(__dirname is a Node global object that gives you a path to current working directory. It's handy if we want to avoid writing the whole path out in full.)

If you restart the server, you'll probably see something like this:

<Buffer 7b 0a 20 20 20 20 22 31 34 36 37 33 39 30 33 35 36 32 39 31 22 3a 20 22 54 68 69 73 20 69 73 20 6d 79 20 76 65 72 79 20 66 69 72 73 74 20 62 6c 6f 67 ... >

This is actually the contents of your posts.json file, but in a format called a buffer. To make it a bit more human-readable, you can console.log the file to a string, like this:


file is in JSON format right now. If we want to access the blog post message inside file, we need to parse it from JSON back to a JavaScipt object.

Add this next bit of code to your fs.readFile's callback function:

const parsedFile = JSON.parse(file);

Now parsedFile is a normal JavaScript object, and we can access the data inside it.

Ok, so we've talked about JSON and we've talked about reading and writing files. You now have the power to save new blog post data to your hard drive! Work with your partner and your mentor to see if you can figure the next steps out on your own.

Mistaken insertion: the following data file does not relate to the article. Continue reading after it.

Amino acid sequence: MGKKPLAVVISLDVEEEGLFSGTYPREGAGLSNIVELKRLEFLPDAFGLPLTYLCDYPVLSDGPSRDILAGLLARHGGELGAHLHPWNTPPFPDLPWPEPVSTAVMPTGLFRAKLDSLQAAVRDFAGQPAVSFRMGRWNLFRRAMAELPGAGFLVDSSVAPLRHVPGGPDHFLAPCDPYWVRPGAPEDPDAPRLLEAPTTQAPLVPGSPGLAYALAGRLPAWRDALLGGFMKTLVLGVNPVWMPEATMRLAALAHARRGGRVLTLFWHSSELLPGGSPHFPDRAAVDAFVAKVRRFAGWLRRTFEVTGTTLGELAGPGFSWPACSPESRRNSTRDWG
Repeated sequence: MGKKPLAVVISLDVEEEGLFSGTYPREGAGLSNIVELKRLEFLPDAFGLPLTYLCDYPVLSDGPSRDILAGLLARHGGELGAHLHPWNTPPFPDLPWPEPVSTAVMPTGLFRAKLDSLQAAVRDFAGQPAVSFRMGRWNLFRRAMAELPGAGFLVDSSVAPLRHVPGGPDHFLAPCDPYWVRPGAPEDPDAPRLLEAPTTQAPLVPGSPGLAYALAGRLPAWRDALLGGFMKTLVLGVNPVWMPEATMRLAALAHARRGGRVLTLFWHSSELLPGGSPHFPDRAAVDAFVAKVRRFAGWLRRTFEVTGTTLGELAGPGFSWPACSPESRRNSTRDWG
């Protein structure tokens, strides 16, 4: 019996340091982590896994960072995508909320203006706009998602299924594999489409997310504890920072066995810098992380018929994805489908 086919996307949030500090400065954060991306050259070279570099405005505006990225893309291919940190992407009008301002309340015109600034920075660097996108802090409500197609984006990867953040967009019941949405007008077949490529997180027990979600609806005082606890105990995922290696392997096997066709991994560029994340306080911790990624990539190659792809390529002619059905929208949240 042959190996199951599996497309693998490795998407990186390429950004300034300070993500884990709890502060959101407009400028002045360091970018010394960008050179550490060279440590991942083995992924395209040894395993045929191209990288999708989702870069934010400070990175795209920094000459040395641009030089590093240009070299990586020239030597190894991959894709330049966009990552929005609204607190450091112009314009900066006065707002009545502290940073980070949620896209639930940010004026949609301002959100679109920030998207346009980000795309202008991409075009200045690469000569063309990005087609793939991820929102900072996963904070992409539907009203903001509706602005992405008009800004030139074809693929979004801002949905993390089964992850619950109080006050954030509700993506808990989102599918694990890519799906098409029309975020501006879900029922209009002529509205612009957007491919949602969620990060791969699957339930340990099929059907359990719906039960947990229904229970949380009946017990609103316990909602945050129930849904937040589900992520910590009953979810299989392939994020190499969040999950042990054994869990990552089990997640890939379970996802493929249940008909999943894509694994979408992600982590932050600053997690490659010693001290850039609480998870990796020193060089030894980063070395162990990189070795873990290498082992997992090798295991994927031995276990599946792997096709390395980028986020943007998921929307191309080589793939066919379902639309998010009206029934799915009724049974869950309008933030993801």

Here's a breakdown of what you want to achieve:

  • When new blog post data comes through, read from posts.json to access its contents
  • Add your new blog post data to the old ones.
  • Write your new combined data back to the posts.json file.

Things to remember

  • fs.writeFile() normally overwrites the target file you've given it. Chances are you don't want to lose all your old blog posts every time you get a new one, so think about how you can combine fs.readFile() and fs.writeFile() to prevent overwriting.

  • You will need to convert between JSON and a JavaScript object several times. JSON.parse() and JSON.stringify() are what you need.

Oh by the way, if you want to get the current timestamp, use the JavaScript method.

Step 9 - Displaying your blog posts

So now we're saving the blog posts to the server. Time to get them and display them on the page!

If you look inside public/script.js, there's a whole bunch of JavaScript code in there. Don't worry about what all the code means, just know that it's responsible for sending a request to GET old blog posts and display them on the page underneath "Recent Posts".

script.js is trying to load existing posts by making a GET request. Look inside script.js and see if you can find any useful endpoints.

Your script.js file will want to receive the JSON containing your blog posts. Your job is to make that happen!

Express has a handy method called res.sendFile() that makes it easy to send files back to the client. Feel free to use this with your JSON.

If all goes well, you should have a fully functional CMS!